“Win a car in a fight!” Small American businesses are becoming creative in hunting for workers


Jose Contreras, the human resources director for Shrimp Basket, a group of seafood restaurants based in Pensacola, Florida, has been trying for six months to find enough workers for the busy summer season. But it was useless.

Traditional methods such as paid ads on job sites and hiring bonuses have not brought enough applications, so last month it decided to get more creative and give away a new sports utility vehicle worth almost 23,000. $ in a fight.

“When you compare the cost of a new car to not having workers who take care of our guests, and risking having to close the restaurant or go hunting and shopping alone, it’s not really such a big investment,” he said. said Contreras. .

The promotion of the car has led to an increase in job applications, but more than half of the roles he had hoped to fill are still vacant.

The Shrimp Basket, which has 20 locations, is one of 48 percent of small businesses that had open jobs in May, according to to the National Federation of Independent Enterprises, and its recovery from the Covid crisis is content to fill them.

As a shortage of workers took over the economy this spring, national chains including Costco, McDonald’s and Chipotle have rapidly increased wages and offered incentives to attract workers, such as signing bonuses and contributions to college tuition fees. .

Some of these efforts have been successful. The labor department said Friday that employers have hired 559,000 workers in May, almost twice as much as in April, but still below the expectations of economists.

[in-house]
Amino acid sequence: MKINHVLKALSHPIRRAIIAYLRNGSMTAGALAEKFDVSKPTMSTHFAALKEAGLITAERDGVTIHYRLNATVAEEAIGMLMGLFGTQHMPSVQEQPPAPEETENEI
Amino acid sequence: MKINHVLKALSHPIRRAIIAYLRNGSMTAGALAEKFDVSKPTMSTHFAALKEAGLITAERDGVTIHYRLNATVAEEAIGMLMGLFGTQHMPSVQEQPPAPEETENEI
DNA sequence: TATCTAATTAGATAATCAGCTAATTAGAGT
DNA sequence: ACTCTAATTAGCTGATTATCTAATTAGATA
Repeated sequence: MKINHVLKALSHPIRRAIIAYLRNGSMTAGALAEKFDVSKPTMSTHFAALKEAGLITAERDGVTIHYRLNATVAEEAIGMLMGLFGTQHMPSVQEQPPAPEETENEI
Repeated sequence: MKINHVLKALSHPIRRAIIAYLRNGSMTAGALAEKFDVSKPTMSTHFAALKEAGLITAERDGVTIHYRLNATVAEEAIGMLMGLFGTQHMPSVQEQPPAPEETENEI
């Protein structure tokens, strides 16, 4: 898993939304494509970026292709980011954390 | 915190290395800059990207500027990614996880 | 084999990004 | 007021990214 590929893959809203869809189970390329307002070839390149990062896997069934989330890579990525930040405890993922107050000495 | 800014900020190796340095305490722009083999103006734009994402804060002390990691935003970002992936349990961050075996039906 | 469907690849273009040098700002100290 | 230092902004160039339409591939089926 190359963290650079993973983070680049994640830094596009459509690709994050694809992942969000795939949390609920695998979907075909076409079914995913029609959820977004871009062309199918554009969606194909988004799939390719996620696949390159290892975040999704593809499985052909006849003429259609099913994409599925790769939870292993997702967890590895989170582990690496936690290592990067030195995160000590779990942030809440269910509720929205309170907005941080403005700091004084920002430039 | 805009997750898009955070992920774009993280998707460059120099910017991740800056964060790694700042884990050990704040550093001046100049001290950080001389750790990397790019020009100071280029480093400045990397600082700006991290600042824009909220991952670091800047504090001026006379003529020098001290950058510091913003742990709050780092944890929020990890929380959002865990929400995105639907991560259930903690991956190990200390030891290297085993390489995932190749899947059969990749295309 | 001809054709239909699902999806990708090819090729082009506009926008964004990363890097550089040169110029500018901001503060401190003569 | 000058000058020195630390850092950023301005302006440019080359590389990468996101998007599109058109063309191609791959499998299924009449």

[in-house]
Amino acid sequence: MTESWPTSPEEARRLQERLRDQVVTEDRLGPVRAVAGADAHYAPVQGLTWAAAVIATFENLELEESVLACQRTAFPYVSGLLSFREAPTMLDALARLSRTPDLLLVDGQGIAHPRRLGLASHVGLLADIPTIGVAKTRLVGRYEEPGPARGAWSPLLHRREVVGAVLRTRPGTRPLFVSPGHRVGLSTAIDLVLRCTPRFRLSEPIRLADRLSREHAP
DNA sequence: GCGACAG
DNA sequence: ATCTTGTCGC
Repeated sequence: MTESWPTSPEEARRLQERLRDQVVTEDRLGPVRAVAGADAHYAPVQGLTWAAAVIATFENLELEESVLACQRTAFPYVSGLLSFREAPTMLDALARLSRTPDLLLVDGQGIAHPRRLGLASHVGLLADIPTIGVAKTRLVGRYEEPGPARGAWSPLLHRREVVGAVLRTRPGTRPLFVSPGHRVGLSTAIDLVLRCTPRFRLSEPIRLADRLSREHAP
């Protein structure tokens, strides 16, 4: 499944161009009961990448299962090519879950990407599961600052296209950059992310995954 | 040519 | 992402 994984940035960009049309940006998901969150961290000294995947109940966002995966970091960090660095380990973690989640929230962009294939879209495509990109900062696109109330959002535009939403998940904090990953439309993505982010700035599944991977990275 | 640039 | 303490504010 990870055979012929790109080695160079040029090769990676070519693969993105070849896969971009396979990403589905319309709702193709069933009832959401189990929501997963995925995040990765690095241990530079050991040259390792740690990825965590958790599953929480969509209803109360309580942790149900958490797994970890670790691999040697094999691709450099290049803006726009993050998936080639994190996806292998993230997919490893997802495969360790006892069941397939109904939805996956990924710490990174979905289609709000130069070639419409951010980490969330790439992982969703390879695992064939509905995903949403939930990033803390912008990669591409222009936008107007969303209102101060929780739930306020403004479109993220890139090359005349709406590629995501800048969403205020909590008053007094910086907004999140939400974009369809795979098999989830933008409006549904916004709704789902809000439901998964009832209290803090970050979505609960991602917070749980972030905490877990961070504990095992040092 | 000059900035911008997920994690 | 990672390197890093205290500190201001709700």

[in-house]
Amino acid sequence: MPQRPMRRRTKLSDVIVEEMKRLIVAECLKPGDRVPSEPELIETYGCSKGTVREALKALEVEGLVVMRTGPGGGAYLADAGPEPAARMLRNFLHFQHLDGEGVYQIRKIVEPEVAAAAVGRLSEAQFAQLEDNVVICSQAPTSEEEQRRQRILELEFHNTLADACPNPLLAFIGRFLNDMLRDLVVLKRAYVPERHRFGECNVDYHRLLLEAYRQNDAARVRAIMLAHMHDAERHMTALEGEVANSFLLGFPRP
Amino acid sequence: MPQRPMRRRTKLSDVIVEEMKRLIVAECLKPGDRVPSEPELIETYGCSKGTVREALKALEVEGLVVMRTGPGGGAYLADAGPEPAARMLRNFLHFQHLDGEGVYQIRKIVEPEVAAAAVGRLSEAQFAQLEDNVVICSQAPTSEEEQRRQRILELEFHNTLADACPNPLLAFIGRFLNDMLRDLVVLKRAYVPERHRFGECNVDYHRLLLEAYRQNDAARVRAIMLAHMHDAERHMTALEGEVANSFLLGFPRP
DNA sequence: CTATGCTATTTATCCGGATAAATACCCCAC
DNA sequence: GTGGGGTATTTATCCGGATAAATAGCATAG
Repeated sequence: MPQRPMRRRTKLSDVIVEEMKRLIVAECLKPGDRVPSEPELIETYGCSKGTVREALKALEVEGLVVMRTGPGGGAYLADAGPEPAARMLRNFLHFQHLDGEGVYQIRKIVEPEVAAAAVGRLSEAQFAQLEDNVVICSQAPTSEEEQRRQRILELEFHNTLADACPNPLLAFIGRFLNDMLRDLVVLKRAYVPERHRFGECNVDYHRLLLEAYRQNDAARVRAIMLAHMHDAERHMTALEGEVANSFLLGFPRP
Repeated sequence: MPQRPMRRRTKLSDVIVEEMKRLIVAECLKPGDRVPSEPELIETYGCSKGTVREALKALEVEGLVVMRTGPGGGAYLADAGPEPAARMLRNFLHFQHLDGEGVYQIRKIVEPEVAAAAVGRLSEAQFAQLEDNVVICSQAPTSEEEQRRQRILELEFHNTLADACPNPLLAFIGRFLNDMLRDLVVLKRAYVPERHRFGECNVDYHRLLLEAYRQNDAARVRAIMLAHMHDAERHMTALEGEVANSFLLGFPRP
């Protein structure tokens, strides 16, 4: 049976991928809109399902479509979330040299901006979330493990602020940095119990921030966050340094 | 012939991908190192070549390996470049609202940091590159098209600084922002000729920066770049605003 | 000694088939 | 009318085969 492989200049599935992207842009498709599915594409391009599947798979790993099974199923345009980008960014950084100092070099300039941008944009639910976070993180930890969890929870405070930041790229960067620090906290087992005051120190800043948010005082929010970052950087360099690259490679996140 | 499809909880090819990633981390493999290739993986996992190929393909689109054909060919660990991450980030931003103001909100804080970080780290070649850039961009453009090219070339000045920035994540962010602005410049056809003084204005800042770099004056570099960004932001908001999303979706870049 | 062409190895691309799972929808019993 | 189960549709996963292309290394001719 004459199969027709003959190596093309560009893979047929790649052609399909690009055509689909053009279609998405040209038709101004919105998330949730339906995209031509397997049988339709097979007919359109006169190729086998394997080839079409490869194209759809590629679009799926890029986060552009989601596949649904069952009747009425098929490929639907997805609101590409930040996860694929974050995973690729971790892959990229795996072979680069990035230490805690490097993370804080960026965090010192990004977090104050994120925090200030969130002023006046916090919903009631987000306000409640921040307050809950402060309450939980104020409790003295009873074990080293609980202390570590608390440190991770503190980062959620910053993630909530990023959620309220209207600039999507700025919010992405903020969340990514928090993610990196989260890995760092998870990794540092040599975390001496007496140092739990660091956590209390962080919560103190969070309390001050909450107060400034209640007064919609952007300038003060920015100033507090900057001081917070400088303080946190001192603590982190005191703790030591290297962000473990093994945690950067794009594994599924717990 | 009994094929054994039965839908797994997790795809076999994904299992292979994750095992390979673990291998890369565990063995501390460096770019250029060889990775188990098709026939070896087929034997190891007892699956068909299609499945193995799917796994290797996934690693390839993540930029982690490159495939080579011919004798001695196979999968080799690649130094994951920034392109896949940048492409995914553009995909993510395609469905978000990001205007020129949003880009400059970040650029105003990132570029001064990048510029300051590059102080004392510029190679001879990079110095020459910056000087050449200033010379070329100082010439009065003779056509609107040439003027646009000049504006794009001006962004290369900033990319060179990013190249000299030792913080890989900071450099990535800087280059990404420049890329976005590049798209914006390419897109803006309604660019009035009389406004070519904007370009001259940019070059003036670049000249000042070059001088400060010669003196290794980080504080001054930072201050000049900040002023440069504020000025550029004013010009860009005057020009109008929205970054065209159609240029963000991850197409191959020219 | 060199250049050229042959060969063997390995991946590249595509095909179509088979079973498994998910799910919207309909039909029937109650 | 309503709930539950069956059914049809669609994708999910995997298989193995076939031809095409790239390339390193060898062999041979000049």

However, the improvement in recruitment has been fueled by sectors such as warehousing, manufacturing, transport and healthcare. The pace of job gains in the leisure and hospitality industry, home to much of the “Mom and Pop” operations, fell in May to 292,000 from 328,000 a month earlier.

Small business owners, many of whom still face the financial difficulties unleashed by Covid, are often unable to meet the incentives offered by large corporations, leaving them struggling to compete for talent.

“Small businesses feel the same pressures but don’t have access to a toolkit to address it,” says Daniel Zhao, senior economist at the Glassdoor job site.

Zhao added, “They don’t have access to a vast group of geographic talent, and then, in addition, they generally have less financial cushion to change compensation to attract workers.”

The Federal Reserve he said that the Covid crisis forced an additional 200,000 small businesses to close last year than would otherwise have been expected. Economists predict that even more could collapse when unpaid pay bills and emergency loans begin to come.

Small businesses are hoping for a profitable summer because of the rapid spread of vaccines, easing pandemic restrictions, and consumers who are running out of money due to stimulus controls and an increase in the savings rate. . But this is subject to them finding enough workers.

Conservatives cite the plight of small businesses as the reason why they are pushing back $ 300 recharge of unemployment benefits funded by the federal government. In some states, the additional payment means that the total amount of benefits on offer is more than the minimum wage per hour.